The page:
When trying to think of some writer/director/stars working at the moment, the most recent who comes to mind is Linda Larson, writer/director/star of Whatever Happened to Alice, a truly jaw-dropping sci-fi horror mess in which a middle aged woman (Larson) spends 2 hours running around an old shed, clutching a doll and screaming “Daddy no” at a man at least 10 years younger than her. Larson is described on the DVD case as a ‘deranged idiot woman-child’ – as amusing as it is completely apt.
Lena Dunham’s feature length debut as writer/director/star is a slight yet affecting film called Tiny Furniture. It follows Aura (Dunham) as she finishes college and moves back in with her mother and sister (played by Dunham’s actual mother and sister). The film follows Aura as she struggles with the mundane, frustrating world of ‘making ends meet’. Tiny Furniture is a beautifully observed and skilfully written and directed debut from the then 23 year old Dunham; deranged idiot woman-child she is not.
Dunham develops and expands on the themes explored in Tiny Furniture in her 10 part series for HBO, Girls TV Series, which has already aired in the US but can be seen on Sky Atlantic in October.
Girls follows aspiring writer Hannah (Dunham) and her close friends living in New York, and has been annoyingly described as a ‘dramedy’. Sound familiar? Whilst a comparison to Sex and the City may seem obvious, it’s the show’s closest equivalent, at least in terms of the set up. The comparison is even made in a very funny scene in the first episode, when Shoshanna (Zosia Mamet) explains to her cousin Jessa (Jemima Kirke, reprising a similar role she played in Tiny Furniture) that she is, “Definitely like a Carrie, but with some Samantha aspects, and Charlotte hair. It’s a really good combination”. But, whilst Sex and the City was all about buying gaudy stuff and finding a man (and these values were sold as a victory for women), Girls taps into the prevalent attitude of Dunham’s generation: we’re screwed.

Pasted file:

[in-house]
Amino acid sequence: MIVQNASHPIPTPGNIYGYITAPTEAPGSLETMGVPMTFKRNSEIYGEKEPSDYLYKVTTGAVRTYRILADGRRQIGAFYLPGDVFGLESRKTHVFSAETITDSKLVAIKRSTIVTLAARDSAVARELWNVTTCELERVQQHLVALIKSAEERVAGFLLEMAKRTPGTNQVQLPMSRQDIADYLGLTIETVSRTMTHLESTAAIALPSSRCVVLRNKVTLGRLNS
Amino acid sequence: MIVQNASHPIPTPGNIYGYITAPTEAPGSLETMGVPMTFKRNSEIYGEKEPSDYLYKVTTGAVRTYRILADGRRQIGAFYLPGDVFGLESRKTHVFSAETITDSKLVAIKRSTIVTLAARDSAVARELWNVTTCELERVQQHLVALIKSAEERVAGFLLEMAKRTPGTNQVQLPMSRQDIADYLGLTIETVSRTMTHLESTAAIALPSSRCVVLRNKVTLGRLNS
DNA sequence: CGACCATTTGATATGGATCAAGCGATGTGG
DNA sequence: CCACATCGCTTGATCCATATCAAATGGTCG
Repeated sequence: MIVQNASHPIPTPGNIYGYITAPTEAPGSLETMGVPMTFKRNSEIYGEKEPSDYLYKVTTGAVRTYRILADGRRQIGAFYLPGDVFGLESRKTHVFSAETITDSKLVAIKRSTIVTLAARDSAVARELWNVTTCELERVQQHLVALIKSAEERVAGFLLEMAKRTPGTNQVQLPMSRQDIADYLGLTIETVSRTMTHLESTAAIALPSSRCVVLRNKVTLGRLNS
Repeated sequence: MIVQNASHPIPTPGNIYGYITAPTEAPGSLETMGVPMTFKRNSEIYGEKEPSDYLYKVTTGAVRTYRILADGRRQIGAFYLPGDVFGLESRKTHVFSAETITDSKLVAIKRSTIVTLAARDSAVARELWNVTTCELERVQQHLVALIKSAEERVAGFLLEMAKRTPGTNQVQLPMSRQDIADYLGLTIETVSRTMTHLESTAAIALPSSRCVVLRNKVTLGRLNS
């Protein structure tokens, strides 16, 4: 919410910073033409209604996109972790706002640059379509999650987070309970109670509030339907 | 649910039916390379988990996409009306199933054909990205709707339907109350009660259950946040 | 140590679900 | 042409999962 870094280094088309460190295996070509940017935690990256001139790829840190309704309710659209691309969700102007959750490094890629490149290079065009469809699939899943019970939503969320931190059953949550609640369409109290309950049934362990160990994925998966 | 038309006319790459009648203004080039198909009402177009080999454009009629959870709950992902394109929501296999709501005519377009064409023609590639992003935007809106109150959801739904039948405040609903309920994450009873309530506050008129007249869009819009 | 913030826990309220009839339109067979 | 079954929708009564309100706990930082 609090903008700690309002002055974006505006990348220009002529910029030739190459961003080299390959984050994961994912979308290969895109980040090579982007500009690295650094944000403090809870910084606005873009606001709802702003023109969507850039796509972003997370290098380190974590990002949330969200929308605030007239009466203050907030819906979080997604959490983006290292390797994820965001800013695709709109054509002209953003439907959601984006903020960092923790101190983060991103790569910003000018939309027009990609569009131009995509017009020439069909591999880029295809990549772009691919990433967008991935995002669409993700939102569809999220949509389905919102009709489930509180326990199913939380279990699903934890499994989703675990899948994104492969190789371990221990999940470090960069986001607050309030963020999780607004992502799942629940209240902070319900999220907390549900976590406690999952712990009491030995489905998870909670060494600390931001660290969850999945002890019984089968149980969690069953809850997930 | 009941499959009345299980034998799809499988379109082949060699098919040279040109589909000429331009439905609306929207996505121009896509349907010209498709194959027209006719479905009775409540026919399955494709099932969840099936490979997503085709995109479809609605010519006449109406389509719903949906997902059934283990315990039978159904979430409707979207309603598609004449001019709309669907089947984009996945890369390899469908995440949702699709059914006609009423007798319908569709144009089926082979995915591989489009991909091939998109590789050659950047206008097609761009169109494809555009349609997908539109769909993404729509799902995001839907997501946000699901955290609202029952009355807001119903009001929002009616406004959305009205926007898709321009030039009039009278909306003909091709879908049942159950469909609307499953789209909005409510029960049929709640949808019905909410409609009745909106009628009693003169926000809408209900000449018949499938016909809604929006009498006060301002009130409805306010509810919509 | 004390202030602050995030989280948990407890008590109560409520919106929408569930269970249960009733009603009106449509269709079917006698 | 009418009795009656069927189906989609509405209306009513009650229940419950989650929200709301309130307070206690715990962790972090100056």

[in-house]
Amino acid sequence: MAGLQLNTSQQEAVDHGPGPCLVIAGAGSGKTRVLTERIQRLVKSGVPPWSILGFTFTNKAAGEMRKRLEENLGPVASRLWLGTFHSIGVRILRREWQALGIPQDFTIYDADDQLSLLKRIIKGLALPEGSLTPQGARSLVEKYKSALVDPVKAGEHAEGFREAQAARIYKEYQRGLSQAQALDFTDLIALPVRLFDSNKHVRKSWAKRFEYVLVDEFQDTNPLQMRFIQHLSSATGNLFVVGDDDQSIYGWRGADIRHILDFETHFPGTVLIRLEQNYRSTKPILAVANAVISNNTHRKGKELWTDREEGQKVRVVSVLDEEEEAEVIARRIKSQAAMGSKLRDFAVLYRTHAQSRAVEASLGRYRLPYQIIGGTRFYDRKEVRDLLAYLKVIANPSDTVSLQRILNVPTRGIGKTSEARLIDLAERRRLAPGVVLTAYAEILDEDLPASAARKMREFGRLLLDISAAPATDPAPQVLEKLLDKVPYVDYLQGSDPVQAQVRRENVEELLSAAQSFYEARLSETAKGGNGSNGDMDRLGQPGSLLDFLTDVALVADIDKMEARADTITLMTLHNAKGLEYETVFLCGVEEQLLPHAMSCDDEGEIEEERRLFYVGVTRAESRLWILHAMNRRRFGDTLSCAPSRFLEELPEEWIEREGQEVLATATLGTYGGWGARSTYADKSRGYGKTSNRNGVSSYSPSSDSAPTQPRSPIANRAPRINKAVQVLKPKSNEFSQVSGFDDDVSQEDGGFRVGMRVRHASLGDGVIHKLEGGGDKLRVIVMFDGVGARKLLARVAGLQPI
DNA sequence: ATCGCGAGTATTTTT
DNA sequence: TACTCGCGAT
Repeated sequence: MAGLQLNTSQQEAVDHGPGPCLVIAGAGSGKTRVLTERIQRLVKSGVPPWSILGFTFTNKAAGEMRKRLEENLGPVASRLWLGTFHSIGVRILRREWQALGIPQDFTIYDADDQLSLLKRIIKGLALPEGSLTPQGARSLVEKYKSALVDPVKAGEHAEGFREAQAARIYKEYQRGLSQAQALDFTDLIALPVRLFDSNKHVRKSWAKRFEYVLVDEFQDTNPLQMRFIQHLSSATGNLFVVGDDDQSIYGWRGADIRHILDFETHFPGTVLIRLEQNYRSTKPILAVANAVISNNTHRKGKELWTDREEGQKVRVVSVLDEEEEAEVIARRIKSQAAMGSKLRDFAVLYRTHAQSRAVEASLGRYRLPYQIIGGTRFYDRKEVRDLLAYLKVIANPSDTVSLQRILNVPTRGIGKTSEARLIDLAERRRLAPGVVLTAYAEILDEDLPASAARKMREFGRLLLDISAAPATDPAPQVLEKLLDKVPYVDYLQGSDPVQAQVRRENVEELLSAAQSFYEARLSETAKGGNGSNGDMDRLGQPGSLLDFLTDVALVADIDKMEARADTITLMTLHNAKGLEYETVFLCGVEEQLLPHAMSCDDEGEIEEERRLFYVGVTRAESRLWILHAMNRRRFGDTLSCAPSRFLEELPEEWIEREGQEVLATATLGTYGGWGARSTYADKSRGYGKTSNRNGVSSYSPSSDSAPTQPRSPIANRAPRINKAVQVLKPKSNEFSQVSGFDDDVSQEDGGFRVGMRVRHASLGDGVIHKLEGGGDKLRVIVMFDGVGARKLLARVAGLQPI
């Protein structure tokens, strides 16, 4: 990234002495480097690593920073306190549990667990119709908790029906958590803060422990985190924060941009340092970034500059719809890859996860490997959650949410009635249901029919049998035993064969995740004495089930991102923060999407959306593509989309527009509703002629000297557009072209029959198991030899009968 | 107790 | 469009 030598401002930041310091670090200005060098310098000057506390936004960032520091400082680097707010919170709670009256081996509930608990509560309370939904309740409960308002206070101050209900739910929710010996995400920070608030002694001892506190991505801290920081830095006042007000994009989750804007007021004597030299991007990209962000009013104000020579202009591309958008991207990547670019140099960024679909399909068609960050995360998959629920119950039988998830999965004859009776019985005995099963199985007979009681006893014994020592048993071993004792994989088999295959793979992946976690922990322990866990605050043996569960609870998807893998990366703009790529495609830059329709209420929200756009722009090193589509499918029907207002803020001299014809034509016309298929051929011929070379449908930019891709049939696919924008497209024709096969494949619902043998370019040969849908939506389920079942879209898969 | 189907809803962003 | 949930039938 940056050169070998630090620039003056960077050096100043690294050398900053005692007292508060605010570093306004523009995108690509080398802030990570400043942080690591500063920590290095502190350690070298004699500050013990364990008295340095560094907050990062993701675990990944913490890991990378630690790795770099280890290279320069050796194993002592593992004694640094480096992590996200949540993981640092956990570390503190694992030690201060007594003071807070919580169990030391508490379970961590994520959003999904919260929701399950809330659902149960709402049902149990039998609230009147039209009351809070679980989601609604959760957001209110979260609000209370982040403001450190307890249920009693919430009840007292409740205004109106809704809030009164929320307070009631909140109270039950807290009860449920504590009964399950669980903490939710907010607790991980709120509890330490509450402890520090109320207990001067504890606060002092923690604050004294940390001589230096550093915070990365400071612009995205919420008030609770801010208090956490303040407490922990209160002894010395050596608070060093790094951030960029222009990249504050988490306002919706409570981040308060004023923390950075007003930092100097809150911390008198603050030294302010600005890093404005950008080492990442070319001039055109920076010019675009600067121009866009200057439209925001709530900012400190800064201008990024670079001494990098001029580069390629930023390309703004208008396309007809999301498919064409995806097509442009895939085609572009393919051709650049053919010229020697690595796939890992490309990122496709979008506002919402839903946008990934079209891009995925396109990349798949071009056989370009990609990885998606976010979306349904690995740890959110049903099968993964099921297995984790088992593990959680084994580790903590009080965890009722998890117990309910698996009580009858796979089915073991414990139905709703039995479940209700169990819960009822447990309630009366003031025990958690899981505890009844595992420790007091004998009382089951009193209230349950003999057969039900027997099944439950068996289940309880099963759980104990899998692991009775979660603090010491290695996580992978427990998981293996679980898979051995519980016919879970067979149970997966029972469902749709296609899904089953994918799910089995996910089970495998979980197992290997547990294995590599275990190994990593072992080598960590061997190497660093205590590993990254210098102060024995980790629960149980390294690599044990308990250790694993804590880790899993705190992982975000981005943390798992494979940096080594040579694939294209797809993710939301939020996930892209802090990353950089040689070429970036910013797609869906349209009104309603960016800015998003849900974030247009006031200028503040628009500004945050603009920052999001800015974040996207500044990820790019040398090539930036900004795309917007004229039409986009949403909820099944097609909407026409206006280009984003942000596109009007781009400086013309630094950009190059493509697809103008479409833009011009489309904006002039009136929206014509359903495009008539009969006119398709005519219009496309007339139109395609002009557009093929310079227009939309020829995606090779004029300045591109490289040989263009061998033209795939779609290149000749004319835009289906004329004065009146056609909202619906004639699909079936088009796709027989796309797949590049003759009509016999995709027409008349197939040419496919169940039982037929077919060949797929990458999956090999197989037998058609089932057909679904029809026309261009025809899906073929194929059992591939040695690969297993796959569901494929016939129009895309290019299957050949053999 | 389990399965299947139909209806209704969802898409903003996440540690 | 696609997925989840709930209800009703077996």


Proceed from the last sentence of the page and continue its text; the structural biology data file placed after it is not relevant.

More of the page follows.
In the first episode we learn that Hannah’s parents are not going to support her anymore, despite the fact she feels she may be, “The voice of her generation; or a voice, of a generation”. Basically Hannah has to find a job, and the chances of her getting to do what she actually wants to with her life are looking bleak. Girls is not merely Dunham’s Ode to Generation Apathy though, as the series is consistently funny throughout: from an encounter with opium at a dinner party, to Hannah’s touchy-feely Fred Flinstone-esque boss, to Hannah’s Sex and the City loving friend accidentally smoking crack and running amok in the city. It almost feels like you’re watching Ghost World at times, if the bus Enid disappears on was heading for New York, where she found well off but unhelpful parents and an awesome group of friends.
As the series unfolds we get to know Hannah’s parents and friends in a very rounded way, and we soon realise that characters we could have initially pinned as “comic relief”, and in a lesser show would have remained this way, have a lot more to them than meets the eye. This is one of the things that’s so great about the Girls TV Series; it never just takes the easy route. Furthermore, Dunham has a knack for normalising whatever tends to be glamorised or turned into some kind of preposterous pantomime in other TV shows and films: sex is often awkward and unsatisfying, plans are scuppered by a lack of funds, and older characters actually have stuff going on.
Hannah remains at the centre of the show as it progresses and each character gets their time in the spotlight. Whatever is happening with the other characters, it always comes back to Hannah making sense of it all, and this works because Dunham holds it all together so well; from the emotional scenes to the light comedic touches she manages to add with a mere flicker in the eyes. There is only one scene where the show almost veers into mawkishness: when Hannah, at the end of a bad day, takes to Twitter to vent her frustration but winds up dancing around her room to Robyn’s Dancing on my Own. But even this evolves into a touching moment between Hannah and her flatmate, Marnie (Allison Williams).
Of the cast, it feels like Dunham is the one whose character is less of a stretch, but given her position as creator/writer/director/star, this is unsurprising, and part of the show’s brilliance comes from the fact that Dunham’s personality bleeds through every scene; as she lays bare her lack of self-assurance and endearing awkwardness. The rest of the cast are uniformly superb (though Dunham is the only member who has been nominated for an Emmy); it would be unfair to choose a standout.
Girls is one of those rare shows that manages to strike a near-perfect balance between humour, drama, and developing interesting characters. Here’s hoping Dunham doesn’t get complacent for season 2 following the show’s (and her) Emmy nominations; something tells me she won’t.
The Girls TV Series will be one screens from October on Sky Atlantic.skyatlantic.sky.com/shows/girls
words Anthony Brandon